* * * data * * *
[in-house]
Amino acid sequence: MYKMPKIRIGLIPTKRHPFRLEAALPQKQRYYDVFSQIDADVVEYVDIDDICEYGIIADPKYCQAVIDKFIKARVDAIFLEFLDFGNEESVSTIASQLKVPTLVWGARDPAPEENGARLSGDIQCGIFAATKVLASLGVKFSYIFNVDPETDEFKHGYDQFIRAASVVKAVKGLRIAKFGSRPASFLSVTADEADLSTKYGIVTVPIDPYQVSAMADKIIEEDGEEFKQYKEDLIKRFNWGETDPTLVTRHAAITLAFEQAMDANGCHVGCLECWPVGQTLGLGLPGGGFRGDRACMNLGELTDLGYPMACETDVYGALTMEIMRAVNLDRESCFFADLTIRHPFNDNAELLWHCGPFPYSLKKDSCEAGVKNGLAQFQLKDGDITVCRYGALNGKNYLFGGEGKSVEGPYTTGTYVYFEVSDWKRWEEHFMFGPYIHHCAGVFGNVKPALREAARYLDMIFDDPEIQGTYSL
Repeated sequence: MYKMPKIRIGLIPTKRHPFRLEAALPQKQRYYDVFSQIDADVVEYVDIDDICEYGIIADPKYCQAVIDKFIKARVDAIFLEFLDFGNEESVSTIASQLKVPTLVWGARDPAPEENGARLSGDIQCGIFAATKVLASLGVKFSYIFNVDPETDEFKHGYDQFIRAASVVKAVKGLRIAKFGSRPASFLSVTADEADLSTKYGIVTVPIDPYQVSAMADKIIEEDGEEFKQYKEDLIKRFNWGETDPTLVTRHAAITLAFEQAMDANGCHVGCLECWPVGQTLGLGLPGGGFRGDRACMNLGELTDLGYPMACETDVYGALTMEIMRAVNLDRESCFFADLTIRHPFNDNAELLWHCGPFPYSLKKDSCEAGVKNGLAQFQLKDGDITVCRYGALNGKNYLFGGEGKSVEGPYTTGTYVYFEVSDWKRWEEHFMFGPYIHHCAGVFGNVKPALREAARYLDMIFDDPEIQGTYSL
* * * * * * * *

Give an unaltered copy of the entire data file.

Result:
[in-house]
Amino acid sequence: MYKMPKIRIGLIPTKRHPFRLEAALPQKQRYYDVFSQIDADVVEYVDIDDICEYGIIADPKYCQAVIDKFIKARVDAIFLEFLDFGNEESVSTIASQLKVPTLVWGARDPAPEENGARLSGDIQCGIFAATKVLASLGVKFSYIFNVDPETDEFKHGYDQFIRAASVVKAVKGLRIAKFGSRPASFLSVTADEADLSTKYGIVTVPIDPYQVSAMADKIIEEDGEEFKQYKEDLIKRFNWGETDPTLVTRHAAITLAFEQAMDANGCHVGCLECWPVGQTLGLGLPGGGFRGDRACMNLGELTDLGYPMACETDVYGALTMEIMRAVNLDRESCFFADLTIRHPFNDNAELLWHCGPFPYSLKKDSCEAGVKNGLAQFQLKDGDITVCRYGALNGKNYLFGGEGKSVEGPYTTGTYVYFEVSDWKRWEEHFMFGPYIHHCAGVFGNVKPALREAARYLDMIFDDPEIQGTYSL
Repeated sequence: MYKMPKIRIGLIPTKRHPFRLEAALPQKQRYYDVFSQIDADVVEYVDIDDICEYGIIADPKYCQAVIDKFIKARVDAIFLEFLDFGNEESVSTIASQLKVPTLVWGARDPAPEENGARLSGDIQCGIFAATKVLASLGVKFSYIFNVDPETDEFKHGYDQFIRAASVVKAVKGLRIAKFGSRPASFLSVTADEADLSTKYGIVTVPIDPYQVSAMADKIIEEDGEEFKQYKEDLIKRFNWGETDPTLVTRHAAITLAFEQAMDANGCHVGCLECWPVGQTLGLGLPGGGFRGDRACMNLGELTDLGYPMACETDVYGALTMEIMRAVNLDRESCFFADLTIRHPFNDNAELLWHCGPFPYSLKKDSCEAGVKNGLAQFQLKDGDITVCRYGALNGKNYLFGGEGKSVEGPYTTGTYVYFEVSDWKRWEEHFMFGPYIHHCAGVFGNVKPALREAARYLDMIFDDPEIQGTYSL